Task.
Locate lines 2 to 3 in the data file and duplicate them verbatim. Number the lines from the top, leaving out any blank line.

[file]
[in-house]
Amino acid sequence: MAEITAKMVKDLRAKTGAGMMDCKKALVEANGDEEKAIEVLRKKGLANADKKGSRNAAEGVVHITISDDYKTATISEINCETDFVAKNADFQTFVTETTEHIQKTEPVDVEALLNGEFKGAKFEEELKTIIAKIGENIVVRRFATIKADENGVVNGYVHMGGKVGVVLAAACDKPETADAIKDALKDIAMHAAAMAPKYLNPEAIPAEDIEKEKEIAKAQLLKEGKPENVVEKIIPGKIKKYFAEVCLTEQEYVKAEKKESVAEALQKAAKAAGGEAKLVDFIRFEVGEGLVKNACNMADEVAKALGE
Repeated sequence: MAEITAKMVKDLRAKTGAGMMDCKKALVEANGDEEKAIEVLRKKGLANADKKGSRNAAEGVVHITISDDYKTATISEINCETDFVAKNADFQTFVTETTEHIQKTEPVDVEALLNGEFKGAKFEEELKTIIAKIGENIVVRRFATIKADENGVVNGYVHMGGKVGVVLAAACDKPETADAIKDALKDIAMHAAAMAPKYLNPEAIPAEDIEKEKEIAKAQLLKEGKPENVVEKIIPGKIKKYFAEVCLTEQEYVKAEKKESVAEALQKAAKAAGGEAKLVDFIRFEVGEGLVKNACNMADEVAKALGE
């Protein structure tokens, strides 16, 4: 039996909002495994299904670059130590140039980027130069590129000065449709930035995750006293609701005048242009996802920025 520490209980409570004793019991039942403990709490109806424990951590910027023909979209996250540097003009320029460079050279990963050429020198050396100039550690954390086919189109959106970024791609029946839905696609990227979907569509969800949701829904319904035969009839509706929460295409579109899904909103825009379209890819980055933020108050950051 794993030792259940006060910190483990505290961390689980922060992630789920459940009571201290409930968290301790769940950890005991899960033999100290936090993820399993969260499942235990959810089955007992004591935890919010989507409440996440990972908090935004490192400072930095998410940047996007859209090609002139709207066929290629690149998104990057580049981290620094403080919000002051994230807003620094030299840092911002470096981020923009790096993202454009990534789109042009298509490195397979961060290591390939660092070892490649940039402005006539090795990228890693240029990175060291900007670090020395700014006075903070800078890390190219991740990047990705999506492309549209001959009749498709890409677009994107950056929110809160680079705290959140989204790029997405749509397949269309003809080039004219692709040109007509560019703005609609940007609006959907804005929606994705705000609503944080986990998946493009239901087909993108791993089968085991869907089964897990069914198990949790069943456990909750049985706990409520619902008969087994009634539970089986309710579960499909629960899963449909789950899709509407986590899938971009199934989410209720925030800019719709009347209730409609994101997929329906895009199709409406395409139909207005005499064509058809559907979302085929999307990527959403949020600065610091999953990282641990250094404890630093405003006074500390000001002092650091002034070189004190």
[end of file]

Amino acid sequence: MAEITAKMVKDLRAKTGAGMMDCKKALVEANGDEEKAIEVLRKKGLANADKKGSRNAAEGVVHITISDDYKTATISEINCETDFVAKNADFQTFVTETTEHIQKTEPVDVEALLNGEFKGAKFEEELKTIIAKIGENIVVRRFATIKADENGVVNGYVHMGGKVGVVLAAACDKPETADAIKDALKDIAMHAAAMAPKYLNPEAIPAEDIEKEKEIAKAQLLKEGKPENVVEKIIPGKIKKYFAEVCLTEQEYVKAEKKESVAEALQKAAKAAGGEAKLVDFIRFEVGEGLVKNACNMADEVAKALGE
Repeated sequence: MAEITAKMVKDLRAKTGAGMMDCKKALVEANGDEEKAIEVLRKKGLANADKKGSRNAAEGVVHITISDDYKTATISEINCETDFVAKNADFQTFVTETTEHIQKTEPVDVEALLNGEFKGAKFEEELKTIIAKIGENIVVRRFATIKADENGVVNGYVHMGGKVGVVLAAACDKPETADAIKDALKDIAMHAAAMAPKYLNPEAIPAEDIEKEKEIAKAQLLKEGKPENVVEKIIPGKIKKYFAEVCLTEQEYVKAEKKESVAEALQKAAKAAGGEAKLVDFIRFEVGEGLVKNACNMADEVAKALGE